After exploring the streets of London and staging a chamber play on the motorway, writer/director Steven Knight drops the anchor on his latest feature Serenity. It’s been an odd journey of sorts leading up to the release of Knight’s third directorial effort. Marketing has come in crumbs via a few TV spots and announcements on its change of distribution here in the UK (now debuting in cinemas and on Sky Cinema VOD a few days later). With this in mind, intrigue was certainly on my mind.
On the surface, Serenity wants to be a noir thriller about its femme fatale (Anne Hathaway) enlisting Baker Dill (Matthew McConaughey) to murder her abusive husband (Jason Clarke) on a staged fishing expedition. Knight’s script wants us to take this seriously, but the unhinged tone is a far cry from the reality that Knight would like us to indulge in. Jason Clarke is seemingly taking pointers from the cocaine-fuelled cartels of Scarface, while McConaughey is trying to squeeze blood from a stone. Diane Lane and Dijimon Hounsou also round out the world around them.
World is the key word there. Normally I don’t like to divulge spoilers, but in the case of Serenity, it’s fairly crucial to the narrative and how it progresses once the true nature of the plot is on show. With this in mind, this will be my SPOILER WARNING before we go any further.
From the get-go, it’s apparent that there is something distinctly off with how characters interact and go about their endeavours within the contained island environment. Conversations and motives are routine, carried out on a rinse-repeat basis. Baker is on a revolving cycle of hosting tourist fishing trips, working as a gigolo at the behest of Diane Lane and using those funds to continue. The fishing trips themselves are nothing but a front for Baker to catch “him”, in reference to an aquatic foe that he obsesses over.
Once Hathaway arrives, it’s clear her aesthetic and demeanour are uneven amongst the dreary and sweat filled bars of Plymouth (no, not the coast of England). Visions have been plaguing Baker, of a boy enduring a domestic between his parents, in the shelter of his bedroom. The boy appears to be coding and manipulating software with ease, as a form of escapism. The true narrative is revealed when a Fishing Tackle salesmen is actually an NPC that explains this world is all part of a video game that Baker’s son, Patrick, has been developing in the real world as a coping mechanism to lay out a plan that would see the demise of his step-dad, following Baker’s real-life death in military combat.
At this point, Serenity could have gone a few ways. Even if it’s prior content was of an uninspired feel, at least this could be a gateway to some Truman Show style observations on perception. Unfortunately, any coherent sense that was present before is released from Knight’s direction.
The execution feels stuck in a mindset where early 00s cyber thrillers were visions of scrawny teenagers exclaiming “I’m IN” as they destroyed their keyboards in a blaze of speedy typing. In some ways, there is a notion that Serenity could be perceived as a “so bad it’s good” experience but the final result fails to engage on that playing field.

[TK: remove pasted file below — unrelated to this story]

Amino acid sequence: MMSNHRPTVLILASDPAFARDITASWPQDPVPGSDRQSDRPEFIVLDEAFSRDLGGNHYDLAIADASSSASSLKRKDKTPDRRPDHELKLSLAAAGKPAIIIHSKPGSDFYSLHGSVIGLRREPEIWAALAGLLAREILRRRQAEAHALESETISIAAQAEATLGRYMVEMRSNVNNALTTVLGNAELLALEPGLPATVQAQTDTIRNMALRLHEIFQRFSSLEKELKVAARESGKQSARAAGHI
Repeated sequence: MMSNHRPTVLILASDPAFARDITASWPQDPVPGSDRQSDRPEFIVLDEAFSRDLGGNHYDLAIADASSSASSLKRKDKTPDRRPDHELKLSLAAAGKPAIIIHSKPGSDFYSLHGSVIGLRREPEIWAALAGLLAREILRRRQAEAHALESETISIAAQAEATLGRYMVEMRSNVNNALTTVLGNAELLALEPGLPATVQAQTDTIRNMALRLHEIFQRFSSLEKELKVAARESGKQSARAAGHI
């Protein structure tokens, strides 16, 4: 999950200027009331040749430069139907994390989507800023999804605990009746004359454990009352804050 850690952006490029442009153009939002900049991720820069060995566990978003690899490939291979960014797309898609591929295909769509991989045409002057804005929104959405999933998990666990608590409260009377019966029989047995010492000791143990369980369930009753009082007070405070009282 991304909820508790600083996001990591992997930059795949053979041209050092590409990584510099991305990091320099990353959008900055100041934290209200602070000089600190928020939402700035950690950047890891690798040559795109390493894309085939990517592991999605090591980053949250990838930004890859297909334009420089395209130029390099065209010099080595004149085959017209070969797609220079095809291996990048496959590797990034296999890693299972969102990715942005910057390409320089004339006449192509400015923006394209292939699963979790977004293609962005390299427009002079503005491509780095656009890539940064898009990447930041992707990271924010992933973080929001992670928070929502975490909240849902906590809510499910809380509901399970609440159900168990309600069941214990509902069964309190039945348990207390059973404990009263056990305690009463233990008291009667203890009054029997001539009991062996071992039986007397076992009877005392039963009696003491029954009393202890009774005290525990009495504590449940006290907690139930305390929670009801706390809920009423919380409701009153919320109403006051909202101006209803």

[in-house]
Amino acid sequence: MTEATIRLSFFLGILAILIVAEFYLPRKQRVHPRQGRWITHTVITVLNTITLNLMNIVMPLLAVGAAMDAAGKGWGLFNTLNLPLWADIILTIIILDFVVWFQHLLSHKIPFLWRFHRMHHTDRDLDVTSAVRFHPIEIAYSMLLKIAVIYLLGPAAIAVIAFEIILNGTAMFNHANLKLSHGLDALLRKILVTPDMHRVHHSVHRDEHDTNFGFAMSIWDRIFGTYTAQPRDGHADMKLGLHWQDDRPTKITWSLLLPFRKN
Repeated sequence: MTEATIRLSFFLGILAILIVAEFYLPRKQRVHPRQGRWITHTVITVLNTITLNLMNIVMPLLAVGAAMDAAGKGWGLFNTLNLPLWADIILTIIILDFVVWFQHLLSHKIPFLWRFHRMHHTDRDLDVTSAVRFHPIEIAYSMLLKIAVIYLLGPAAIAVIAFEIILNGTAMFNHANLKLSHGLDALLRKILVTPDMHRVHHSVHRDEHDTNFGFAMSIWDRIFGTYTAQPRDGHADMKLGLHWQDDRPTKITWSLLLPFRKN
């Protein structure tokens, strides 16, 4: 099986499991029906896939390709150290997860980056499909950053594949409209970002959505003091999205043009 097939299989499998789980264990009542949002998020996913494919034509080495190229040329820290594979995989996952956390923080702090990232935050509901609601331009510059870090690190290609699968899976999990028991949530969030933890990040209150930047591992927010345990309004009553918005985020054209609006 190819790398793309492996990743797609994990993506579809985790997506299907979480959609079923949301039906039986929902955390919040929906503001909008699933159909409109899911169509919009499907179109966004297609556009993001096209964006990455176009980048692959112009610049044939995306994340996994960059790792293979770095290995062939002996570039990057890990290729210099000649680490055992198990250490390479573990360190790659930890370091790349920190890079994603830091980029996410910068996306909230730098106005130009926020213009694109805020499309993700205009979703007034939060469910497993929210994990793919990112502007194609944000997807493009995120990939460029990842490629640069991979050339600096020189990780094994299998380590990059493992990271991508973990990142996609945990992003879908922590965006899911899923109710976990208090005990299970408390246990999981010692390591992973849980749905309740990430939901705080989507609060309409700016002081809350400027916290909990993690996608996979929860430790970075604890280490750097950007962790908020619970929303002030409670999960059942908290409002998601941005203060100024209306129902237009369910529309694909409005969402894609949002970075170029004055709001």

There was a substantial opportunity for Knight to use the thriller platform as a dark canvas for Baker’s new found look at the authenticity of his existence. The morality of murder in a game world and whether that mindset is one and the same with real life seems like a key point in regards to the conclusion of Serenity.
To a very small extent, Knight and McConaughey do briefly explore the structuralism of the video game format even if the format itself isn’t the main focus but more of a springboard for the emotional concepts at play. Baker visits his local tackle shop once more, this time ripping and dissecting his conversation with the shopkeeper. Her replies, no matter what dialogue tree Baker takes, are focused purely on the mission of catching that fish. Pair this with the GTA style radio station that also keeps Baker in check, there are glimmers of Knight having something to offer as an observation.
It’s a shame can’t hold the weight of the reveal. Each action going forward and specific ones before that (he is programming his dad to seduce his mum for the purposes of adhering to the thriller genre aspect?) are harder to rationalise in the grand scheme of it all.
I was thinking about this movie and Knight’s previous directorial projects for a while after and I admittedly do admire Knight’s tenacity and gusto to go from minimal character dramas to something like this that desperately wants to keep its cards shuffling. Unlike the superbly minimal Locke or underrated turn from Jason Statham in Hummingbird, Serenity misses the mark with an ambitious turn from Knight no less.
Directed by: Steven Knight
Cast: Matthew McConaughey, Anne Hathaway, Diane Lane, Jason Clarke, Djimon Hounsou